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Middle Low German or Middle Saxon (ISO 639-3 code gml. In German: Mittelniederdeutsch) is a developmental stage of Low German. It developed from the Old Saxon language in the Middle Ages and has been documented in writing since about 1225/34 (Sachsenspiegel). The Middle Low German language was in the Hanseatic period from about 1300 to about 1600 the leading written language in the north of Central Europe and served as a lingua franca in the northern half of Europe. It was used parallel to medieval Latin also for purposes of diplomacy and for deeds.[3]

Middle Low German
Middle Saxon
Region Southern Baltic littoral, south-eastern North Sea littoral
Era 12th to 15th centuries; evolved into Modern Low German and was gradually superseded by High German
Early form
Dialects
Latin (Fraktur)
Language codes
ISO 639-3 gml
Glottolog midd1318[1]
Linguasphere 52-ACB-ca[2]
Extent of the Hansa-optimiert.jpg
Northern Europe in 1400, showing the extent of the Hanseatic League
A Middle Low German inscription on a half-timbered house in Hameln, Lower Saxony, Germany: "Alle der warlde herlicheyt is alse ene blome de huete wasset un morgen vorgheit. Des herrn wort blift yn ewicheit". German: All der Welt Herrlichkeit ist wie eine Blume, die heute wächst und morgen vergeht. Des Herren Wort bleibt in Ewigkeit. English translation: All the world's magnificence is like a flower that grows today and vanishes tomorrow; the Lord's word remains in eternity. (cf. 1 Peter 1:24-25)

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Related languagesEdit

Middle Low German is a term used with varying degrees of inclusivity. It is distinguished from Middle High German, spoken to the south, which was later replaced by Early New High German. It is sometimes taken to mean the dialect continuum of all the other high medieval Continental West Germanic dialects, from Flanders in the West to the eastern Baltic, but it is sometimes seen as separate from western varieties such as Middle Dutch.[4]

Middle Low German provided a large number of loanwords to languages spoken around the Baltic Sea as a result of the activities of Hanseatic traders. It is considered the largest single source of loanwords in Danish, Estonian, Latvian, Norwegian and Swedish.

HistoryEdit

Sub-periods of Middle Low German are:[5]

  • Early Middle Low German (Modern Standard German: Frühmittelniederdeutsch): 1200–1370
  • Classical Middle Low German (klassisches Mittelniederdeutsch): 1370–1530
  • Late Middle Low German (Spätmittelniederdeutsch): 1530–1650

Middle Low German was the lingua franca of the Hanseatic League, spoken all around the North Sea and the Baltic Sea. It used to be thought that the language of Lübeck was dominant enough to become a normative standard (the so-called Lübecker Norm) for an emergent spoken and written standard, but more recent work has established that there is no evidence for this and that Middle Low German was non-standardised.[6]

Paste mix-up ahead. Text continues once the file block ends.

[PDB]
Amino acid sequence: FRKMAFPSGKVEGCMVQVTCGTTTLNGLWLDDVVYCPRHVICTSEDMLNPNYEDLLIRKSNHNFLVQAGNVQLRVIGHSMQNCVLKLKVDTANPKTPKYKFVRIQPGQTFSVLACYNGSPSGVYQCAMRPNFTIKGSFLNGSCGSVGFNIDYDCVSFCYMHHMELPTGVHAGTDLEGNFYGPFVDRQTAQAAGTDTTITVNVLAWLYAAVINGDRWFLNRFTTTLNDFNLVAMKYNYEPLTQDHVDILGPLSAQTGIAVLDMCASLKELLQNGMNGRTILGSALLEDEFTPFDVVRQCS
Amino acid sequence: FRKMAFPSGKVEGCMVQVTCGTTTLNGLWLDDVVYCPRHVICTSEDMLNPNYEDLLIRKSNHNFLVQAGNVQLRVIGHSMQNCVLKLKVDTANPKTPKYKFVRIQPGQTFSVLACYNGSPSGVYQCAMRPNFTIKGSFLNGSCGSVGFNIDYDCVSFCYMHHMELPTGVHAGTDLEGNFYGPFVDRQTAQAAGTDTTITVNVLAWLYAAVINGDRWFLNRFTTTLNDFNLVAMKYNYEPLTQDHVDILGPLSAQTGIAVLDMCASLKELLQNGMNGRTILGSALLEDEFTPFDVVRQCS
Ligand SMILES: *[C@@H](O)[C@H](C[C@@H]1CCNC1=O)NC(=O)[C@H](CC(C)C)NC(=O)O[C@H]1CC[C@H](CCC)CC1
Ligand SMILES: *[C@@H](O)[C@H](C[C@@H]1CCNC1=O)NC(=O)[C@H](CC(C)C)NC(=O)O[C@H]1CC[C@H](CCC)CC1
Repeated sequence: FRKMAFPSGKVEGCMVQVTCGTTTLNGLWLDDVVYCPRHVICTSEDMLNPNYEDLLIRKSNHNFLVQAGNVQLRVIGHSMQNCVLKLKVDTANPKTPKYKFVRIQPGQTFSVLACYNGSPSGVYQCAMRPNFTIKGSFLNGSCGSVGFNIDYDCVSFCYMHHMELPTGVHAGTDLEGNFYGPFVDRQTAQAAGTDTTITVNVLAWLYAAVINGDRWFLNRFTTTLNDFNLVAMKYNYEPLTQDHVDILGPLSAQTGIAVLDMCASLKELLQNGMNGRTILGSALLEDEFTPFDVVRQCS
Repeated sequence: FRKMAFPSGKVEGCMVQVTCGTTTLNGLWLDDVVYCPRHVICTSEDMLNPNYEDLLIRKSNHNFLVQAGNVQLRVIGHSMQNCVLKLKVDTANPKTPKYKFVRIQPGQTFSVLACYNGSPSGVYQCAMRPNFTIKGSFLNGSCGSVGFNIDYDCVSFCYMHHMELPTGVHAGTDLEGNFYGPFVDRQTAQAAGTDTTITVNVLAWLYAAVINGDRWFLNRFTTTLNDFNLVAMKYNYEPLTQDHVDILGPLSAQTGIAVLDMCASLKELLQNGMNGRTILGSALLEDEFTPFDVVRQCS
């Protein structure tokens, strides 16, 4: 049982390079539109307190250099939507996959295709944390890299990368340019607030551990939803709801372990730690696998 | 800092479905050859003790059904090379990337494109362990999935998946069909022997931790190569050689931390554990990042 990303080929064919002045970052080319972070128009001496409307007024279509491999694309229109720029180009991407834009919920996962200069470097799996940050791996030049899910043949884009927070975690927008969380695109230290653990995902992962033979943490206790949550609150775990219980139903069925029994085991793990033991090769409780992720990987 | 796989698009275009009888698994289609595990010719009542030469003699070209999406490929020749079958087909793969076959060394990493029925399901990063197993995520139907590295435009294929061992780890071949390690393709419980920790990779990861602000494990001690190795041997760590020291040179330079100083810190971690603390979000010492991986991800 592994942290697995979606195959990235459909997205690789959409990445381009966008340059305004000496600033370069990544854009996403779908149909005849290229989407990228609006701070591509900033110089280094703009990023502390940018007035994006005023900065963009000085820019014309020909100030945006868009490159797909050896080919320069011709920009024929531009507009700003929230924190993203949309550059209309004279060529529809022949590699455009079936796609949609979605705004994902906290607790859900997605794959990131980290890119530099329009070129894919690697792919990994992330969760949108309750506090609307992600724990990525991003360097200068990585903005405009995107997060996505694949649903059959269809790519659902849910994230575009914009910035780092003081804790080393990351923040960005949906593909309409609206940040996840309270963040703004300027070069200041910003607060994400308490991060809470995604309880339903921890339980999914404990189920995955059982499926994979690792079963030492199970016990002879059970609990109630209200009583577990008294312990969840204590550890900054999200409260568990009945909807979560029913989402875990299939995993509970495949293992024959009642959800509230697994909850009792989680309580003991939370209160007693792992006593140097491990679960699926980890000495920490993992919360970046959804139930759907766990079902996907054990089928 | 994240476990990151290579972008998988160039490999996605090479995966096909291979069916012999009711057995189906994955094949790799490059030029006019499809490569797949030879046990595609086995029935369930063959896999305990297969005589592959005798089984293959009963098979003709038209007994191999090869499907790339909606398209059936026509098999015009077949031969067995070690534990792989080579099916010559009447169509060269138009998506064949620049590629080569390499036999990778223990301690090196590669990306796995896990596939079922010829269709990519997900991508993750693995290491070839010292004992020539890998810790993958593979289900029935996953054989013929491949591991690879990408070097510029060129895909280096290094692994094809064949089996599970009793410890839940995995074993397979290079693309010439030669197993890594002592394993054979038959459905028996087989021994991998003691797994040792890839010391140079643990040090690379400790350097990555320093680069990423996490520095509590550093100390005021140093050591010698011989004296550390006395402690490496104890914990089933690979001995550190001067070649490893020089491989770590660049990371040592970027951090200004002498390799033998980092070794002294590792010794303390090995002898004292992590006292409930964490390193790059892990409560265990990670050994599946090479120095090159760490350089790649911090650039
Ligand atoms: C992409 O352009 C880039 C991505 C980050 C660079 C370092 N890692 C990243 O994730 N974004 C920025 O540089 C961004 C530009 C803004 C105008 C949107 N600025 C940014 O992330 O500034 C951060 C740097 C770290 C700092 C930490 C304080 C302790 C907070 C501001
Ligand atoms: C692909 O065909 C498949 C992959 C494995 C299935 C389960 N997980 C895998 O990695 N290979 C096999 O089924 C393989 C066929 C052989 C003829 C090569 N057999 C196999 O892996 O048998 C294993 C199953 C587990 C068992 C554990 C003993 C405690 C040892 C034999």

Traces of the importance of Middle Low German can be seen by the many loanwords found in the Scandinavian, Finnic, and Baltic languages, as well as standard German and English.

In the late Middle Ages, Middle Low German lost its prestige to Early New High German, which was first used by elites as a written and, later, a spoken language. Reasons for this loss of prestige include the decline of the Hanseatic League, followed by political heteronomy of Northern Germany and the cultural predominance of Middle and Southern Germany during the Protestant Reformation and Luther's German translation of the Bible.

ReferencesEdit

  1. ^ Hammarström, Harald; Forkel, Robert; Haspelmath, Martin, eds. (2017). "Middle Low German". Glottolog 3.0. Jena, Germany: Max Planck Institute for the Science of Human History. 
  2. ^ "m" (PDF). The Linguasphere Register. p. 219. Retrieved 1 March 2013. 
  3. ^ Cordes, Gerhard; Möhn, Dieter (1983). Handbuch zur niederdeutschen Sprach- und Literaturwissenschaft. Erich Schmidt Verlag. p. 119. ISBN 3-503-01645-7. 
  4. ^ D. Nicholas, 2009. The Northern Lands: Germanic Europe, c. 1270–c.1500. Chichester: Wiley-Blackwell. pp. 180-98.
  5. ^ Hilkert Weddige, Mittelhochdeutsch: Eine Einführung. 7th ed., 2007, p. 7
  6. ^ Mähl, S. (2012). Low German texts from late medieval Sweden. In L. Elmevik and E. H. Jahr (eds), Contact between Low German and Scandinavian in the Late Middle Ages: 25 Years of Research, Acta Academiae Regiae Gustavi Adolphi, 121. Uppsala: Kungl. Gustav Adolfs Akademien för svensk folkkultur. 113–22 (at p. 118).

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